If you go to a funeral you will notice that no matter how horrendous the individual in the casket had been while alive, it will almost always be the case that the speakers at the funeral will say that the person meant well.  So it is although the person in the casket raped this one and robbed that one and cheated yet another person out of lots of money.  Yet, in spite of such horrendous behavior on the individual’s part, people at the individual’s funeral will somehow manage to put a positive spin on the person’s life.  And that reality stands in sharp contrast to what jealousy is like.

When people are jealousy, they want to see your sense of self be tremendously diminished; and while the jealousy person may not cause any physical harm, a jealous person is often perfectly comfortable fabricating whatever lie that can be made to stick about the person who is the object of that jealousy.  And one form that a lie can take is none other than radically discounting whatever good that one has done—especially some clearly significant good.

As an aside, I distinguish mightily between arrogance and self-knowledge.  To have self-knowledge is be rather clear about both what one can do and what one cannot do.  Arrogance, however, is fundamentally tied to drawing attention to the good that one takes oneself to have done even the context so does not warrant such a thing.  I mean one could be in the middle of trying to comfort one’s dying parent and if the person in the room is an arrogant person who, as it happens, has just published a paper about that sort of thing in a major journal, then that arrogant person is very like to remark while one is trying to comfort one’s dying parent “Hey, you know I have just published a paper in the blah blah journal about comforting a dying parent.

When people are horrendously jealous they can be brutally mean merely because things turned out in one’s favor.  One of the most memorable moments of jealousy that I have experienced in life took place when a professor literally and explicitly accused me of being mental unstable.  Why?  Because a member of the administration had agreed with me that it would be best if a particular graduate student not work with me as a teaching assistant given some of the serious psychological problems that the teaching assistant was having.

When I talk to friends both in the United States and Europe, it turn out time and time again that I hear about a case where the friend was horrendously mistreated where the aim was none other than, as they say, “to put the friend in her or his place of subordination”.

What is fascinating about jealousy is that just about any basis for comparison can be a basis for jealousy.  Thus, a person in one country can be jealous of the career success of a person in another country.  A person can be jealous of the looks of another person.  A person can be jealous of another’s tremendous level comfortableness.  Indeed, jealousy can track ethnicity in a multitude of ways.  Or, a person of ethnicity G can be jealousy of a person of ethnicity W.  And so on.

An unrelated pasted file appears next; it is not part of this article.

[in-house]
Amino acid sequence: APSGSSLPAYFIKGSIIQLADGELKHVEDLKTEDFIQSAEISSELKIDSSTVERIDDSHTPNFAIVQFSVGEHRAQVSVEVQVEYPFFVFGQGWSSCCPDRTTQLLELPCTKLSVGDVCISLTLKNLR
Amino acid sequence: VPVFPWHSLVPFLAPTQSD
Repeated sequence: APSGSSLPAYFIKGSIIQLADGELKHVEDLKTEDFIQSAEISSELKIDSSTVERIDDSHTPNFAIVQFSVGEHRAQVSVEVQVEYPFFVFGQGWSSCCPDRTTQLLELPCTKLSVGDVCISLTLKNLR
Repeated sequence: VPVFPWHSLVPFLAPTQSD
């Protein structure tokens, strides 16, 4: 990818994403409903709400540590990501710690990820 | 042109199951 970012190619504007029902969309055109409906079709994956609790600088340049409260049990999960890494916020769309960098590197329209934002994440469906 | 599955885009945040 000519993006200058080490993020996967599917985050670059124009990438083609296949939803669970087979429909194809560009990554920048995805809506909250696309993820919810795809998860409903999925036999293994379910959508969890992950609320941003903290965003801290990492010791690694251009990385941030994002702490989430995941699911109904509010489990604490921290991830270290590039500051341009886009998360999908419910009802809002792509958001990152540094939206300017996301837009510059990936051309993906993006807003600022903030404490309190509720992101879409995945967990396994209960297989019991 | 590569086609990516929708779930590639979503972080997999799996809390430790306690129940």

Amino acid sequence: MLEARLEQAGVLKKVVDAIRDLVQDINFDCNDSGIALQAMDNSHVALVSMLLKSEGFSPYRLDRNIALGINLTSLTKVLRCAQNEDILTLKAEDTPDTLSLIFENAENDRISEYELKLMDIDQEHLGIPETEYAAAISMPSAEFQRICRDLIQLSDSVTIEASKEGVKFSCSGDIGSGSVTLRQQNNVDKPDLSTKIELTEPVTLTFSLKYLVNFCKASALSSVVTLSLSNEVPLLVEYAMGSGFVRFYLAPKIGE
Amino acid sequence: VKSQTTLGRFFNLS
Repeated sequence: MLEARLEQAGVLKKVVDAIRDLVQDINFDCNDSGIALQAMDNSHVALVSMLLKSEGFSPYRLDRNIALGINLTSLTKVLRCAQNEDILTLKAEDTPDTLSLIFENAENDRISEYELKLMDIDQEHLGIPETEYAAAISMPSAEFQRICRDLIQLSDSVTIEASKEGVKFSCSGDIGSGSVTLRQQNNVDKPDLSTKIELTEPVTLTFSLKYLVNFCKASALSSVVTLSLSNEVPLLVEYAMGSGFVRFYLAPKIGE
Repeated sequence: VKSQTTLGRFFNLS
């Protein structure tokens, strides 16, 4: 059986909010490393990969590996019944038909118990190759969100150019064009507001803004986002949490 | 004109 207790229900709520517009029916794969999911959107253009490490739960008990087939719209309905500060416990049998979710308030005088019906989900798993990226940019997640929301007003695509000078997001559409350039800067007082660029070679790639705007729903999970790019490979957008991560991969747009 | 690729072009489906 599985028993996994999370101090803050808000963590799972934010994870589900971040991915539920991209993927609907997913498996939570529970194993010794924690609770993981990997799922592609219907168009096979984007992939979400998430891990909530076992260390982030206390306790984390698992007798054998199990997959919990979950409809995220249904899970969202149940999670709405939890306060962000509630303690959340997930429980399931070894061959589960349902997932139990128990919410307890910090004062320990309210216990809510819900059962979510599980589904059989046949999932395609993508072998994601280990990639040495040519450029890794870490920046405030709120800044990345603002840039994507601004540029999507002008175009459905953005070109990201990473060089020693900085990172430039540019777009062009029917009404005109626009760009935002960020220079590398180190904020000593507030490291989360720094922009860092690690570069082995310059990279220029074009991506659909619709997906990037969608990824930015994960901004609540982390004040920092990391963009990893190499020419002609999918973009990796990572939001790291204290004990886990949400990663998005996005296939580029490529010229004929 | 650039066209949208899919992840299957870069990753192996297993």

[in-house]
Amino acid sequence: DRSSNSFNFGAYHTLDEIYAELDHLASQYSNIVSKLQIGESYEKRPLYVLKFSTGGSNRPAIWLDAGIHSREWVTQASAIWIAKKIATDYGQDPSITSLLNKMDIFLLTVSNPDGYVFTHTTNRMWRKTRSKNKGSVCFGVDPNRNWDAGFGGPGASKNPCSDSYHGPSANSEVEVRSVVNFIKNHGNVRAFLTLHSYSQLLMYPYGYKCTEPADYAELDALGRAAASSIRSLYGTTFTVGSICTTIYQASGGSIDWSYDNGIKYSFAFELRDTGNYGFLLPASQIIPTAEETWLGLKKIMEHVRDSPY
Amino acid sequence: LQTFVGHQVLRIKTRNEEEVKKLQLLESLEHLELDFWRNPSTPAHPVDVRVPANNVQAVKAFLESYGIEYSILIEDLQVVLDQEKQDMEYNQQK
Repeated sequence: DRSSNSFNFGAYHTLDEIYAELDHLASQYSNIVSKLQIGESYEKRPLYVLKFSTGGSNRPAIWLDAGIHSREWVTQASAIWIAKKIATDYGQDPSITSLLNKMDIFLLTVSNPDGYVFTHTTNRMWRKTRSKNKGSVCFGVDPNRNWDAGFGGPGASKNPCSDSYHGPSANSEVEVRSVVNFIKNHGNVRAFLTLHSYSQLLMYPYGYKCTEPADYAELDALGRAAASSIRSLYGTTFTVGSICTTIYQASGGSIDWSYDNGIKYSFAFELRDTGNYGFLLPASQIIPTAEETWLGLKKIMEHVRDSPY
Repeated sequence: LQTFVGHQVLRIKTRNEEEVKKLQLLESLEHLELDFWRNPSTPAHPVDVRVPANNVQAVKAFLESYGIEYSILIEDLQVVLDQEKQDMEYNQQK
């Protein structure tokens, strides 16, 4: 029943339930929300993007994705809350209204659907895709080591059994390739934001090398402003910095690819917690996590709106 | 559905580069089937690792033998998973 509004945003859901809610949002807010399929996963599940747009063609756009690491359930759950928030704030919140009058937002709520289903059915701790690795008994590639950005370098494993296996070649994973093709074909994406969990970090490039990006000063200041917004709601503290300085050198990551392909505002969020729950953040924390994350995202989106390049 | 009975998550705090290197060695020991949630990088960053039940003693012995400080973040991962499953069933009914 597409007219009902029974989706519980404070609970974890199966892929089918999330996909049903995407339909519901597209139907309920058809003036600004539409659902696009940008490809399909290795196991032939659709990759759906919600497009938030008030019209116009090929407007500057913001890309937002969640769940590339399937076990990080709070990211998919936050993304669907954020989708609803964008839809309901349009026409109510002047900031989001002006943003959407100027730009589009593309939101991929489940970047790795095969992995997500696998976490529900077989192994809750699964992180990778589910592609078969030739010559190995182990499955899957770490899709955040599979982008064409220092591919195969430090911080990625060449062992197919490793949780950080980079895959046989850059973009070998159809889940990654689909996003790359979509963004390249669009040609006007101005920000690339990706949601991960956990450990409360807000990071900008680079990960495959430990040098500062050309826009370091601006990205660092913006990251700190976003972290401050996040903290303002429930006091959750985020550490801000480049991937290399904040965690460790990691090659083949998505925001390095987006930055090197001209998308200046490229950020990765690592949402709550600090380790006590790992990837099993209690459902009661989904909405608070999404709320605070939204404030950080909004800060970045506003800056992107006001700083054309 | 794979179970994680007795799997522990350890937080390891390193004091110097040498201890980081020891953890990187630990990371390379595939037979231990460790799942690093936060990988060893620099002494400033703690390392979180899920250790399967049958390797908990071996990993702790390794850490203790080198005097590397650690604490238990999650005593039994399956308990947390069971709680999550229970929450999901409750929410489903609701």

Jealousy bespeaks a very fundamental measure of insecurity. And jealousy is quite different, indeed, from a warranted sense of moral outrage over the horrendously inappropriate behavior that a person unequivocally committed, as in the case of child abuse.  There is a very straightforward sense in which jealousy is not as cruel as the grave.  Yet, there can be no greater indication of the wickedness of jealousy, then that a jealous person would rather attribute ill-will, if not evil itself, to a good person even as that very same jealous individual finds something good to say about the horrendously evil person who died.

© 2014 Laurence Thomas

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Syracuse Ranked #1 Party School: Here Is Why

Getting Down and Having Fun is absolutely awesome.  But something is terribly wrong when a university is ranked as the #1 party school by the Princeton Review given that the tuition for that institution is effectively $60,000 a year and so $240,000 for four years, as is the case at Syracuse University.  In effect, it costs a quarter of a million dollars to attend Syracuse University for four years.  And that is outrageous—especially since it is possible to get a very good education for considerably less money.  But why is Syracuse University now ranked the #1 party school?  My answer is that that Syracuse University has done absolutely nothing over the years to enrich the student-professor relationship.  In fact, things have effectively gone the other way around: Syracuse University accords so much weight to student accusations, that professors rightly have little if any desire to forge anything resembling a rich intellectual bond with students.

For example, a former dean of one of the colleges put a professor through an extensive examination merely because a student accused the professor of having an inadequate command of English.  And the irony of ironies is that the very example that the student used as an example of the professor’s inadequate command of English was in fact flawless in terms of grammar and punctuation and so on.  But why let the inadequacy of a charge get in the way of a major investigation of a professor.  That is the kind of place Syracuse University has become over the years—an institution where professors rule entirely out of question the idea of forging a rich bond with students owing to the fear that an obviously false charge will be taken seriously